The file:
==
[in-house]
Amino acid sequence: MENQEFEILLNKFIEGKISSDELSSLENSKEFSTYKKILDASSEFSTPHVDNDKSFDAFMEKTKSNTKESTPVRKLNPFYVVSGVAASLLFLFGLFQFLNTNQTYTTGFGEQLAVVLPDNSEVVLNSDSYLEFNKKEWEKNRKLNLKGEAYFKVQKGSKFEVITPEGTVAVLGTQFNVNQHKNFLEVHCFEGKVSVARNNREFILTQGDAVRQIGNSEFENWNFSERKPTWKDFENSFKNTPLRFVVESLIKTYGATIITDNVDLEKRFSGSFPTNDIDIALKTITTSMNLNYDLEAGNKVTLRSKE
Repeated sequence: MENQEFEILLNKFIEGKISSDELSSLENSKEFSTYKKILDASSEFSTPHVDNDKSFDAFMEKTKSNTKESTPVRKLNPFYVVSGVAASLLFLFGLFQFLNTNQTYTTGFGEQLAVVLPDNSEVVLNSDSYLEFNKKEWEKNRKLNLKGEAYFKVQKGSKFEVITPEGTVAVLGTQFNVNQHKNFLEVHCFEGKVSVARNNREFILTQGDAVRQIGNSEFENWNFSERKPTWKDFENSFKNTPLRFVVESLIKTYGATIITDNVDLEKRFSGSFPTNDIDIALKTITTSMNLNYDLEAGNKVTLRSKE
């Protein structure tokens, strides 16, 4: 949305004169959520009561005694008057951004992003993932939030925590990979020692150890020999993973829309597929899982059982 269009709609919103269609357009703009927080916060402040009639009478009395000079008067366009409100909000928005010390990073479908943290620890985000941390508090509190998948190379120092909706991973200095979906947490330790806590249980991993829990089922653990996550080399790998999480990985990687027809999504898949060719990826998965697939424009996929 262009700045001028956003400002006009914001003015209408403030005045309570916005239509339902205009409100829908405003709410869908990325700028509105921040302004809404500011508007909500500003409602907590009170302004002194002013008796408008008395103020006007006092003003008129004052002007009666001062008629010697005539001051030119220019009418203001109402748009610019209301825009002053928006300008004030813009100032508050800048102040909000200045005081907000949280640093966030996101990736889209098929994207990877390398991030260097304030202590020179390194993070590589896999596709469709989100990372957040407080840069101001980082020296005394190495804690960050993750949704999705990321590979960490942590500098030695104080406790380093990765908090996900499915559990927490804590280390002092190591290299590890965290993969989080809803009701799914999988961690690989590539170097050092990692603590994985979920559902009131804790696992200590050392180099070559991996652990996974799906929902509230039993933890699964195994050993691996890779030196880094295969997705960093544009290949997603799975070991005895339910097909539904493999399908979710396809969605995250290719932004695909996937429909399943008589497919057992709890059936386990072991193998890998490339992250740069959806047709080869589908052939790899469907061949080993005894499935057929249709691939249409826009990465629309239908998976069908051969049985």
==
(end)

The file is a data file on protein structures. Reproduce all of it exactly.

[in-house]
Amino acid sequence: MENQEFEILLNKFIEGKISSDELSSLENSKEFSTYKKILDASSEFSTPHVDNDKSFDAFMEKTKSNTKESTPVRKLNPFYVVSGVAASLLFLFGLFQFLNTNQTYTTGFGEQLAVVLPDNSEVVLNSDSYLEFNKKEWEKNRKLNLKGEAYFKVQKGSKFEVITPEGTVAVLGTQFNVNQHKNFLEVHCFEGKVSVARNNREFILTQGDAVRQIGNSEFENWNFSERKPTWKDFENSFKNTPLRFVVESLIKTYGATIITDNVDLEKRFSGSFPTNDIDIALKTITTSMNLNYDLEAGNKVTLRSKE
Repeated sequence: MENQEFEILLNKFIEGKISSDELSSLENSKEFSTYKKILDASSEFSTPHVDNDKSFDAFMEKTKSNTKESTPVRKLNPFYVVSGVAASLLFLFGLFQFLNTNQTYTTGFGEQLAVVLPDNSEVVLNSDSYLEFNKKEWEKNRKLNLKGEAYFKVQKGSKFEVITPEGTVAVLGTQFNVNQHKNFLEVHCFEGKVSVARNNREFILTQGDAVRQIGNSEFENWNFSERKPTWKDFENSFKNTPLRFVVESLIKTYGATIITDNVDLEKRFSGSFPTNDIDIALKTITTSMNLNYDLEAGNKVTLRSKE
């Protein structure tokens, strides 16, 4: 949305004169959520009561005694008057951004992003993932939030925590990979020692150890020999993973829309597929899982059982 269009709609919103269609357009703009927080916060402040009639009478009395000079008067366009409100909000928005010390990073479908943290620890985000941390508090509190998948190379120092909706991973200095979906947490330790806590249980991993829990089922653990996550080399790998999480990985990687027809999504898949060719990826998965697939424009996929 262009700045001028956003400002006009914001003015209408403030005045309570916005239509339902205009409100829908405003709410869908990325700028509105921040302004809404500011508007909500500003409602907590009170302004002194002013008796408008008395103020006007006092003003008129004052002007009666001062008629010697005539001051030119220019009418203001109402748009610019209301825009002053928006300008004030813009100032508050800048102040909000200045005081907000949280640093966030996101990736889209098929994207990877390398991030260097304030202590020179390194993070590589896999596709469709989100990372957040407080840069101001980082020296005394190495804690960050993750949704999705990321590979960490942590500098030695104080406790380093990765908090996900499915559990927490804590280390002092190591290299590890965290993969989080809803009701799914999988961690690989590539170097050092990692603590994985979920559902009131804790696992200590050392180099070559991996652990996974799906929902509230039993933890699964195994050993691996890779030196880094295969997705960093544009290949997603799975070991005895339910097909539904493999399908979710396809969605995250290719932004695909996937429909399943008589497919057992709890059936386990072991193998890998490339992250740069959806047709080869589908052939790899469907061949080993005894499935057929249709691939249409826009990465629309239908998976069908051969049985």